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Political Strategies to Overcome Climate Policy Obstructionism

Published online by Cambridge University Press:  22 September 2022

Abstract

Great socioeconomic transitions bring about the demise of certain industries and the rise of others. The losers of the transition tend to deploy a variety of tactics to obstruct change. We develop a political-economy model of interest group competition and garner evidence of tactics deployed in the global climate movement. From this we deduce a set of strategies for how the climate movement competes against entrenched hydrocarbon interests. Five strategies for overcoming obstructionism emerge: (1) appeasement, which involves compensating the losers; (2) co-optation, which seeks to instigate change by working with incumbents; (3) institutionalism, which involves changes to public institutions to support decarbonization; (4) antagonism, which creates reputational or litigation costs to inaction; and (5) countervailance, which makes low-carbon alternatives more competitive. We argue that each strategy addresses the problem of obstructionism through a different lens, reflecting a diversity of actors and theories of change within the climate movement. The choice of which strategy to pursue depends on the institutional context.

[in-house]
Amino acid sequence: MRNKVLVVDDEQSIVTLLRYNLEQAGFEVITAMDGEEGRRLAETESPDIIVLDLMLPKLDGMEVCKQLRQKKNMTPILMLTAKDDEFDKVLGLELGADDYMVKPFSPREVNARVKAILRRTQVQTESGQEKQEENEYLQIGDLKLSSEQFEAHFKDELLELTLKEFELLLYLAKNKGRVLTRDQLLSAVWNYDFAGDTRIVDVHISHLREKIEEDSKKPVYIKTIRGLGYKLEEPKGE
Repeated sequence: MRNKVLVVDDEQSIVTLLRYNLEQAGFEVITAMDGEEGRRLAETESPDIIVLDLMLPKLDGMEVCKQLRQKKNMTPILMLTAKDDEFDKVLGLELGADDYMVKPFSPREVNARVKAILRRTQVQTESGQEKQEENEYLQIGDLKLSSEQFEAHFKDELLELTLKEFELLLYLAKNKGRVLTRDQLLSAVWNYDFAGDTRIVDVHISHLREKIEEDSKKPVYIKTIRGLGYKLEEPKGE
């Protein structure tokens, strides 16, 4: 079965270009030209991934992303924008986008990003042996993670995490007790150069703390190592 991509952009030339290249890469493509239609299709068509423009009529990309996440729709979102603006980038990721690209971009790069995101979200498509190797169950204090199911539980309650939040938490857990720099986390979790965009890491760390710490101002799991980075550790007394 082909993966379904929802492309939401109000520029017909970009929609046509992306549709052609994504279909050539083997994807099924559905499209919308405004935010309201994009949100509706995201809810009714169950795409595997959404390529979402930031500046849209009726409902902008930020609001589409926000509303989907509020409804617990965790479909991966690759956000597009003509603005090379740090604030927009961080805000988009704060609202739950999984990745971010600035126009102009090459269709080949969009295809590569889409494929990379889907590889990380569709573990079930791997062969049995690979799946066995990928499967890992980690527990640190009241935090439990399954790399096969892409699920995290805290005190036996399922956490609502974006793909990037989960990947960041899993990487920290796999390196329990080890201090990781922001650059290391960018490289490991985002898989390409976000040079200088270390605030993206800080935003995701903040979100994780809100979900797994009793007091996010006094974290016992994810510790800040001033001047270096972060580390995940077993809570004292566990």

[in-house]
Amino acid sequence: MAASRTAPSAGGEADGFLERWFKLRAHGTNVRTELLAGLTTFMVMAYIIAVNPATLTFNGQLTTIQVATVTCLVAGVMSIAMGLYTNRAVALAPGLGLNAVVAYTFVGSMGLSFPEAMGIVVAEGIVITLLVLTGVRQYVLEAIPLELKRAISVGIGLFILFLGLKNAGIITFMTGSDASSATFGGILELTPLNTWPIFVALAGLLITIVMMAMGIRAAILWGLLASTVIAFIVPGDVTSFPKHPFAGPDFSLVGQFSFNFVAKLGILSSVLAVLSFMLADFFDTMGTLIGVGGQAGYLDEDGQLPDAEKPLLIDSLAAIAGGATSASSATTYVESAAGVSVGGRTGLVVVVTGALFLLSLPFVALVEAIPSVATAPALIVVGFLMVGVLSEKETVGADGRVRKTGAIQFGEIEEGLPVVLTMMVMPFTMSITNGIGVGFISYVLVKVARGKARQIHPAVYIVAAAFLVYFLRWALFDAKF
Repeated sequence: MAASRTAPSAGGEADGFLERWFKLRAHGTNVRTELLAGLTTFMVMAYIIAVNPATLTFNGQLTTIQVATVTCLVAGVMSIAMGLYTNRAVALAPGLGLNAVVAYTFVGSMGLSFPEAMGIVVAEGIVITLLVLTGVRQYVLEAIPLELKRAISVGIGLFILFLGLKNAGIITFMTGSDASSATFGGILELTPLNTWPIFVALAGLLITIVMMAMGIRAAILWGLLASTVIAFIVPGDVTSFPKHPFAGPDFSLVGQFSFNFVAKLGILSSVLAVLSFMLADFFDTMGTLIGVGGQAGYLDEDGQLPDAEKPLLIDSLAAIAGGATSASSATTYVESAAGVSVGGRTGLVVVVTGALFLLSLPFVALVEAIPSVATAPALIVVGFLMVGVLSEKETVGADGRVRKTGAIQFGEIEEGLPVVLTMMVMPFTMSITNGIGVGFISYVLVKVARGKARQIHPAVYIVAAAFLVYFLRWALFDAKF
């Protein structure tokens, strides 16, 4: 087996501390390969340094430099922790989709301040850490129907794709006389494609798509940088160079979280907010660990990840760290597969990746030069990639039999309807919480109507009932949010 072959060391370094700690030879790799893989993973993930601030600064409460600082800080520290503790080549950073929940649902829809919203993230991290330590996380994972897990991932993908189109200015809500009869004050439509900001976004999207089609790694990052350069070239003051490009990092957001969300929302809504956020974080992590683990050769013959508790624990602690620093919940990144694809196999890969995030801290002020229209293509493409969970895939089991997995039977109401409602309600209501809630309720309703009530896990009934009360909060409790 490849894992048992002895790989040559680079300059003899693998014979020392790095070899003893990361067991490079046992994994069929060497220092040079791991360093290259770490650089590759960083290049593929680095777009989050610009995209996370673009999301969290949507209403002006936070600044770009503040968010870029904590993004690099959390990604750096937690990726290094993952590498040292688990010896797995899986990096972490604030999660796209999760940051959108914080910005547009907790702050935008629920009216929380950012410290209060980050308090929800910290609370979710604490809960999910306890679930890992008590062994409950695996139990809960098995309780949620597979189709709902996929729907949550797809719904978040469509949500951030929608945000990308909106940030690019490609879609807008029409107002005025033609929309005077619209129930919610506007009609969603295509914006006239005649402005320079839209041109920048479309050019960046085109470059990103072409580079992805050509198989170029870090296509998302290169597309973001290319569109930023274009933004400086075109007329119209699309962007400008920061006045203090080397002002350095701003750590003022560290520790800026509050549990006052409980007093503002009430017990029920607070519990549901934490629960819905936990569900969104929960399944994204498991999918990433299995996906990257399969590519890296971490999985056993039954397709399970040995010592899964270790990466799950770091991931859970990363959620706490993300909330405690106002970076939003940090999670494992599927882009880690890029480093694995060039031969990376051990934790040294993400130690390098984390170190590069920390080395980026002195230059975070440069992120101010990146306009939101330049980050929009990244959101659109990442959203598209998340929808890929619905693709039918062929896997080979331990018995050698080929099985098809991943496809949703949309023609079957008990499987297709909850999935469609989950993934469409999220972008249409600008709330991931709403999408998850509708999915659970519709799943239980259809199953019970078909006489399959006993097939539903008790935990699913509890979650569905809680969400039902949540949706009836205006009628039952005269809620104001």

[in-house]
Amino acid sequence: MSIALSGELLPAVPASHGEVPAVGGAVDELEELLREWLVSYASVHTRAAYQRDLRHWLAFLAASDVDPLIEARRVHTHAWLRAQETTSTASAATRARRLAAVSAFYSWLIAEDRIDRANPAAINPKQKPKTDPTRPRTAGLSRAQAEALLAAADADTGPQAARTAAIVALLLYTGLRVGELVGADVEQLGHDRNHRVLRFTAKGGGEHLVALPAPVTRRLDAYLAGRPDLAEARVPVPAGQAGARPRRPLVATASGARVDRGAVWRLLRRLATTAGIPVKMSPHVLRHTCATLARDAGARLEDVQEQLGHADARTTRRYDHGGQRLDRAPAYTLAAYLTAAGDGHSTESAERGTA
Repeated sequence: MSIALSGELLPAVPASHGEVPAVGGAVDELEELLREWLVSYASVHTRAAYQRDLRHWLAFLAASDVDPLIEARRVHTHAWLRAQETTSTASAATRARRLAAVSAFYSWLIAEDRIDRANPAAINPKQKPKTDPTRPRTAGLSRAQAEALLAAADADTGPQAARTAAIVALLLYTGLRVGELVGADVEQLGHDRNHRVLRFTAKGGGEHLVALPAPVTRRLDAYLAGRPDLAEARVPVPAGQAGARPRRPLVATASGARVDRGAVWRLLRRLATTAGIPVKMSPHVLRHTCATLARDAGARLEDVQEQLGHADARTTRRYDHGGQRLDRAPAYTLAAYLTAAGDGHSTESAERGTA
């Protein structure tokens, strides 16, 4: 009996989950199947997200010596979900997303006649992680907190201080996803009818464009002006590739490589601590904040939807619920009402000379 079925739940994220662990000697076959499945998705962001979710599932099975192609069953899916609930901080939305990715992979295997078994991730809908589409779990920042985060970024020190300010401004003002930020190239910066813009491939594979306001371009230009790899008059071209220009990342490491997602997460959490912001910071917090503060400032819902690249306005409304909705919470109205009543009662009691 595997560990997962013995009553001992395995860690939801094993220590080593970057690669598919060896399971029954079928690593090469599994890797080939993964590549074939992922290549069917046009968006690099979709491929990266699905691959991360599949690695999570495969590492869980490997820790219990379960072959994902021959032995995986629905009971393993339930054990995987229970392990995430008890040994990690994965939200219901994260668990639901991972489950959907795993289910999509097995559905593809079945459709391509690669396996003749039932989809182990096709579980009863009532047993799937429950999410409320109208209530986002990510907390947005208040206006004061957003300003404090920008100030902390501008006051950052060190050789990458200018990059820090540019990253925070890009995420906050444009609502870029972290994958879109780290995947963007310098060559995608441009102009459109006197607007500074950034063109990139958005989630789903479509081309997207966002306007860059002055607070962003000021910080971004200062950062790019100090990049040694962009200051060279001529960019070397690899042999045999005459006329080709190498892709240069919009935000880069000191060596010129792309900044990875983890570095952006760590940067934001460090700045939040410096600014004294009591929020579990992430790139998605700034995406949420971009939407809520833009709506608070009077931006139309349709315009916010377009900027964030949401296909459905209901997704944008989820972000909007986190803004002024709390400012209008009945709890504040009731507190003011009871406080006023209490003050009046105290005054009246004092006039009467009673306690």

Type
Reflection
Copyright
© The Author(s), 2022. Published by Cambridge University Press on behalf of the American Political Science Association

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Footnotes

*

Data replication sets are available in Harvard Dataverse at: https://doi.org/10.7910/DVN/KLXHQ4

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Srivastav and Rafaty Dataset

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